When the Civil War began, McClellan's understanding of railroads and logistics earned him a promotion to general, and he was soon assigned to command the Department of the Ohio. Believed to be sympathetic to the South, he had been approached about joining the Confederate Army, but declined because of his opposition to secession. His army soon penetrated Western Virginia, that part of the state that remained largely pro-Union.

Winning a series of small battles, he soon gained quite a reputation as a military commander. Sears wrote: “The Louisville Journal termed his campaign 'a piece of finished military workmanship by a master hand.' The New York Times announced, 'We feel very proud of our wise and brave young Major-General. There is a future before him ….' The New York Herald headed a column of fulsome praise 'Gen. McClellan, the Napoleon of the Present War.’ ”

Further east, the Union Army commanded by Irwin McDowell suffered a major defeat at the battle of First Bull Run on July 21, 1861. It had been the first major battle of the Civil War, and many in the north feared the consequences of such a catastrophic failure. Eager to find an officer as competent in military affairs as he was able to restore northern confidence in victory, Lincoln turned McClellan, who many now began referring to as “The Young Napoleon.” McClellan was not yet 35 years old.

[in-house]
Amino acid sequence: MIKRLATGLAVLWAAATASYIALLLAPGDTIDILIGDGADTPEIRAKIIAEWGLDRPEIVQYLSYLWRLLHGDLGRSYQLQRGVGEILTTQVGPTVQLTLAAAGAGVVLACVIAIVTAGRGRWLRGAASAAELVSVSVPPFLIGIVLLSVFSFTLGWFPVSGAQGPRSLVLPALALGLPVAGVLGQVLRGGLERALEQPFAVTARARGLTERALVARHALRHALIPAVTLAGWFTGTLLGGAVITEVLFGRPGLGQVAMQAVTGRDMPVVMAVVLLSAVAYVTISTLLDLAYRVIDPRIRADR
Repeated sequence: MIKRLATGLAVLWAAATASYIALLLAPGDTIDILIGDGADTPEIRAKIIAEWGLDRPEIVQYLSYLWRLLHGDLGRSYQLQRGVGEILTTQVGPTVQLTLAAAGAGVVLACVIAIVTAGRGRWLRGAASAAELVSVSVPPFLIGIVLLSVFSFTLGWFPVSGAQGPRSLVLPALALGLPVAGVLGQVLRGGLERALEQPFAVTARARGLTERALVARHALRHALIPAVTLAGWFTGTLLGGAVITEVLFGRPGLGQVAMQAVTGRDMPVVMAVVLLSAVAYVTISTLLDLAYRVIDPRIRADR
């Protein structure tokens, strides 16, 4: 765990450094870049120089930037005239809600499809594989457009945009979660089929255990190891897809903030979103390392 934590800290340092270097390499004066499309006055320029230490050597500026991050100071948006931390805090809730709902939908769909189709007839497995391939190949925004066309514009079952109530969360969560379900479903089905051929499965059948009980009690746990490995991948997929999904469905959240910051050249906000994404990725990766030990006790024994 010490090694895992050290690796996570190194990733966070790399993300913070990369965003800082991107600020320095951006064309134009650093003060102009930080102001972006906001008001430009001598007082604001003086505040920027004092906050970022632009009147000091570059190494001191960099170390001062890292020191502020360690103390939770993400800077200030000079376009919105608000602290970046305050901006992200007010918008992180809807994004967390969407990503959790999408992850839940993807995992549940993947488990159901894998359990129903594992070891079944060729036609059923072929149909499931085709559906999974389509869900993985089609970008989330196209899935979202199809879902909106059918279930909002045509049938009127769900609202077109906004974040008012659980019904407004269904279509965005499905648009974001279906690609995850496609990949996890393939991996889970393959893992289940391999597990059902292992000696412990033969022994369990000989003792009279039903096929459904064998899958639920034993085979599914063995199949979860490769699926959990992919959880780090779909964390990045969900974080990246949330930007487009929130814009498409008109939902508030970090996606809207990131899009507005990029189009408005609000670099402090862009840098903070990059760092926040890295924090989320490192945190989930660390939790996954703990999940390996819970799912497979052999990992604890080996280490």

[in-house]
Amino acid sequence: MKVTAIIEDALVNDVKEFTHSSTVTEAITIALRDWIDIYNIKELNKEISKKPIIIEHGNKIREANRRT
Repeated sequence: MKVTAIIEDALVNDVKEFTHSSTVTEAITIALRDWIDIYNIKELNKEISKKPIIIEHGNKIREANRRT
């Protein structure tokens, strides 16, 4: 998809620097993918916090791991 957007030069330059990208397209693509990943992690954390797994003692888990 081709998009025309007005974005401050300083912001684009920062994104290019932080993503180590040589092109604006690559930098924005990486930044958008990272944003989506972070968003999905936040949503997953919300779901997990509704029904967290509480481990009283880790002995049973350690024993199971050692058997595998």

Lincoln ordered McClellan to take command of the Army of the Potomac, made up of the forces located around the capital and the defenses of Washington itself. McClellan soon found what amounted to an armed rabble rather than a true military force. As Socrates supposedly said, “a disorderly mob is no more an army than a heap of building materials is a house,” and McClellan set about training this mob and preparing it for battle. Drawing upon those lessons learned in the Mexican and Crimean Wars, McClellan succeeded in turning the Army of the Potomac into a first-rate fighting force.